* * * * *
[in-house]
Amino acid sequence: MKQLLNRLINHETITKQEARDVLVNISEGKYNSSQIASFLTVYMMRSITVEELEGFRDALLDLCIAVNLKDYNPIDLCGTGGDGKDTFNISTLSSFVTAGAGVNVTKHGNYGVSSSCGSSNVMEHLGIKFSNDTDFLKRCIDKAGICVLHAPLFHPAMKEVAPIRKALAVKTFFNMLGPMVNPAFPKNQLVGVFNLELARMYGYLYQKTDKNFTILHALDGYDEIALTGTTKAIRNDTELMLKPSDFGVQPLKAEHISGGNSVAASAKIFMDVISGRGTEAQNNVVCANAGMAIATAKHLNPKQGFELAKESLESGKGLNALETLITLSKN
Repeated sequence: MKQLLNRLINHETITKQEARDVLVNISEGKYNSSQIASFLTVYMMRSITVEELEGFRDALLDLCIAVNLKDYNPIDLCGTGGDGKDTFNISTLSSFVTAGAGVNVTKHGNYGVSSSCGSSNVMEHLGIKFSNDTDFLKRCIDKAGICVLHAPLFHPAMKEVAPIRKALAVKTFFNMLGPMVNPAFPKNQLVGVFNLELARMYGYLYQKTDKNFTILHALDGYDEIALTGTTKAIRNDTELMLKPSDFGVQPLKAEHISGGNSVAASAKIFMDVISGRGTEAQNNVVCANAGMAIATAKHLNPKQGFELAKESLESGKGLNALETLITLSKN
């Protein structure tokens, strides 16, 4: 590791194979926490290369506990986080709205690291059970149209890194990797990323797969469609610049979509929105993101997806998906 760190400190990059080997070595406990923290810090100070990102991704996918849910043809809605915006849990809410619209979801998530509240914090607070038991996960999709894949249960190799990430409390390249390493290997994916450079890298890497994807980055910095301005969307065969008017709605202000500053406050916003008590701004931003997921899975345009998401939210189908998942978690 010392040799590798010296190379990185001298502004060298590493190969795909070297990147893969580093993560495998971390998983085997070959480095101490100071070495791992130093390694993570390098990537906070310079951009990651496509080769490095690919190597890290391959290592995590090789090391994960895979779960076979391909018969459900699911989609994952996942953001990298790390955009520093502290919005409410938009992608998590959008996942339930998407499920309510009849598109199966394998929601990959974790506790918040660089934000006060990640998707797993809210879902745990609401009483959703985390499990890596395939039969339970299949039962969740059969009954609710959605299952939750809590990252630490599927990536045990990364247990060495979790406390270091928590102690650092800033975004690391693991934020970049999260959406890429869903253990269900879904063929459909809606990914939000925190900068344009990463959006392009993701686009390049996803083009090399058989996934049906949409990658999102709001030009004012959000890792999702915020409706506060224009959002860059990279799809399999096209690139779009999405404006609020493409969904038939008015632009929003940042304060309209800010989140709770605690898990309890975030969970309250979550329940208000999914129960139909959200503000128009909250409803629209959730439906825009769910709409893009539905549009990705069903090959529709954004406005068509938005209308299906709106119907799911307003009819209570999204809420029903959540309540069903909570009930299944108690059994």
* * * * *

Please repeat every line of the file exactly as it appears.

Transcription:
[in-house]
Amino acid sequence: MKQLLNRLINHETITKQEARDVLVNISEGKYNSSQIASFLTVYMMRSITVEELEGFRDALLDLCIAVNLKDYNPIDLCGTGGDGKDTFNISTLSSFVTAGAGVNVTKHGNYGVSSSCGSSNVMEHLGIKFSNDTDFLKRCIDKAGICVLHAPLFHPAMKEVAPIRKALAVKTFFNMLGPMVNPAFPKNQLVGVFNLELARMYGYLYQKTDKNFTILHALDGYDEIALTGTTKAIRNDTELMLKPSDFGVQPLKAEHISGGNSVAASAKIFMDVISGRGTEAQNNVVCANAGMAIATAKHLNPKQGFELAKESLESGKGLNALETLITLSKN
Repeated sequence: MKQLLNRLINHETITKQEARDVLVNISEGKYNSSQIASFLTVYMMRSITVEELEGFRDALLDLCIAVNLKDYNPIDLCGTGGDGKDTFNISTLSSFVTAGAGVNVTKHGNYGVSSSCGSSNVMEHLGIKFSNDTDFLKRCIDKAGICVLHAPLFHPAMKEVAPIRKALAVKTFFNMLGPMVNPAFPKNQLVGVFNLELARMYGYLYQKTDKNFTILHALDGYDEIALTGTTKAIRNDTELMLKPSDFGVQPLKAEHISGGNSVAASAKIFMDVISGRGTEAQNNVVCANAGMAIATAKHLNPKQGFELAKESLESGKGLNALETLITLSKN
């Protein structure tokens, strides 16, 4: 590791194979926490290369506990986080709205690291059970149209890194990797990323797969469609610049979509929105993101997806998906 760190400190990059080997070595406990923290810090100070990102991704996918849910043809809605915006849990809410619209979801998530509240914090607070038991996960999709894949249960190799990430409390390249390493290997994916450079890298890497994807980055910095301005969307065969008017709605202000500053406050916003008590701004931003997921899975345009998401939210189908998942978690 010392040799590798010296190379990185001298502004060298590493190969795909070297990147893969580093993560495998971390998983085997070959480095101490100071070495791992130093390694993570390098990537906070310079951009990651496509080769490095690919190597890290391959290592995590090789090391994960895979779960076979391909018969459900699911989609994952996942953001990298790390955009520093502290919005409410938009992608998590959008996942339930998407499920309510009849598109199966394998929601990959974790506790918040660089934000006060990640998707797993809210879902745990609401009483959703985390499990890596395939039969339970299949039962969740059969009954609710959605299952939750809590990252630490599927990536045990990364247990060495979790406390270091928590102690650092800033975004690391693991934020970049999260959406890429869903253990269900879904063929459909809606990914939000925190900068344009990463959006392009993701686009390049996803083009090399058989996934049906949409990658999102709001030009004012959000890792999702915020409706506060224009959002860059990279799809399999096209690139779009999405404006609020493409969904038939008015632009929003940042304060309209800010989140709770605690898990309890975030969970309250979550329940208000999914129960139909959200503000128009909250409803629209959730439906825009769910709409893009539905549009990705069903090959529709954004406005068509938005209308299906709106119907799911307003009819209570999204809420029903959540309540069903909570009930299944108690059994």